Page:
Partnerships are vital to accelerate and streamline the development of future technology and help the automotive industry tackle the technological challenges of ACES. Working together, we can cater more effectively to customer needs by shortening development time and bringing state-of-the-art technologies to market more rapidly.

Since 2016, BMW Group has established partnerships with specialists, suppliers and original equipment manufacturers (OEMs) to bring the technology to series maturity. The generation of technologies currently under development will go into series production as Level 3 automation in the BMW iNEXT in 2021. With this vehicle we hope to set the benchmark for highly autonomous driving and digital connectivity and will offer customers a fascinating mobility experience.

Our partnership with Daimler AG is a long-term, strategic cooperation aiming to make next-level technologies widely available in the next few years. We’re also working together in the field of mobility services, creating a new global player that provides sustainable urban mobility for customers. We are investing more than €1 billion to develop and more closely mesh our car sharing, ride hailing, parking, charging and multimodal transport offerings. The combination of both companies’ expertise is significantly boosting our innovative strength.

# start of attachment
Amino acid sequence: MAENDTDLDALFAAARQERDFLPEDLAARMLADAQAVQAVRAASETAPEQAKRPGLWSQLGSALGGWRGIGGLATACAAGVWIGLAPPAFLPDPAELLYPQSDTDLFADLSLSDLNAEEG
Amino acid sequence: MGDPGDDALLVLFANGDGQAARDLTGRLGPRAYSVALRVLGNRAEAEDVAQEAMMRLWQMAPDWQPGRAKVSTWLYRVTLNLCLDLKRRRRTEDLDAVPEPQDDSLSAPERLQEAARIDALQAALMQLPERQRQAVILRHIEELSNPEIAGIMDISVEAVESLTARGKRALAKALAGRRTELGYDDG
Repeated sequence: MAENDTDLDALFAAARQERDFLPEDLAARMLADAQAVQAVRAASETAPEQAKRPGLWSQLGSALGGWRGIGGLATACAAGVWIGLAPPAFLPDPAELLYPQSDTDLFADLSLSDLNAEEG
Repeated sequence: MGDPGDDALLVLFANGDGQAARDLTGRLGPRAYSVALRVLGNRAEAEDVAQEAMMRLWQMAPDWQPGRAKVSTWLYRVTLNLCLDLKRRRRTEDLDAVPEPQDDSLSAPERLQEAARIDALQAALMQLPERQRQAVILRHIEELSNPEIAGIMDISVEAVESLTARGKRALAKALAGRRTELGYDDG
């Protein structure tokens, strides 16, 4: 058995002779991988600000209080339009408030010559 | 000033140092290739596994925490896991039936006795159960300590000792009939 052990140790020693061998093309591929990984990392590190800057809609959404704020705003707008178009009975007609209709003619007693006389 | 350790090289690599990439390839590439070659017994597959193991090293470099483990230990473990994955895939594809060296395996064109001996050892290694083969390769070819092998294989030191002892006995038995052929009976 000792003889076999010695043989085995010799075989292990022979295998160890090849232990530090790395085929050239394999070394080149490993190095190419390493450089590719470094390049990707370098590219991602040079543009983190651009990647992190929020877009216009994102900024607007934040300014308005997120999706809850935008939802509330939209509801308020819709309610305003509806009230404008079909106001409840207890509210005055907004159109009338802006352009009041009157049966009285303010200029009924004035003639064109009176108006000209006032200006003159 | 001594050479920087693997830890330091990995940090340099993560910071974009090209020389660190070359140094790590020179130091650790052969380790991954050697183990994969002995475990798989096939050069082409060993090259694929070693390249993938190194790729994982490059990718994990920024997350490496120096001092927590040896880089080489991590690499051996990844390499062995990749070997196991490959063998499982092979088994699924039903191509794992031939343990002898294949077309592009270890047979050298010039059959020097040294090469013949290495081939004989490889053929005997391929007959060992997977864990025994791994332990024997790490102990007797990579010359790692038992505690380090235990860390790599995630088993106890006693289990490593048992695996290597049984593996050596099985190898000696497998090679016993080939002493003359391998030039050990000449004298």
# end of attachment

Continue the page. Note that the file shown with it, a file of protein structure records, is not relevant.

Our co-operation with Jaguar Land Rover is in the same vein and is something that evolved through our shared strategic vision of environmentally friendly and future-oriented electric drive technologies. We’ve joined forces to develop next-generation electric drive units in a move that supports the advancement of electrification technologies necessary to transition to an ACES future. We can both take advantage of cost efficiencies arising from shared development of future evolutions and production planning costs, as well as economies of scale from joint purchasing.

Regionally, BMW Group Middle East is working closely with our network of importers to ensure we give added value to our customers. This is already a reality at the BMW Group Training Centre in Dubai South, which was launched in February 2019. The state-of-the art facility is now a world-class training hub for BMW Group Middle East and its importers. We’re excited to be building an even more customer-oriented workforce.​​

Whispering power quietly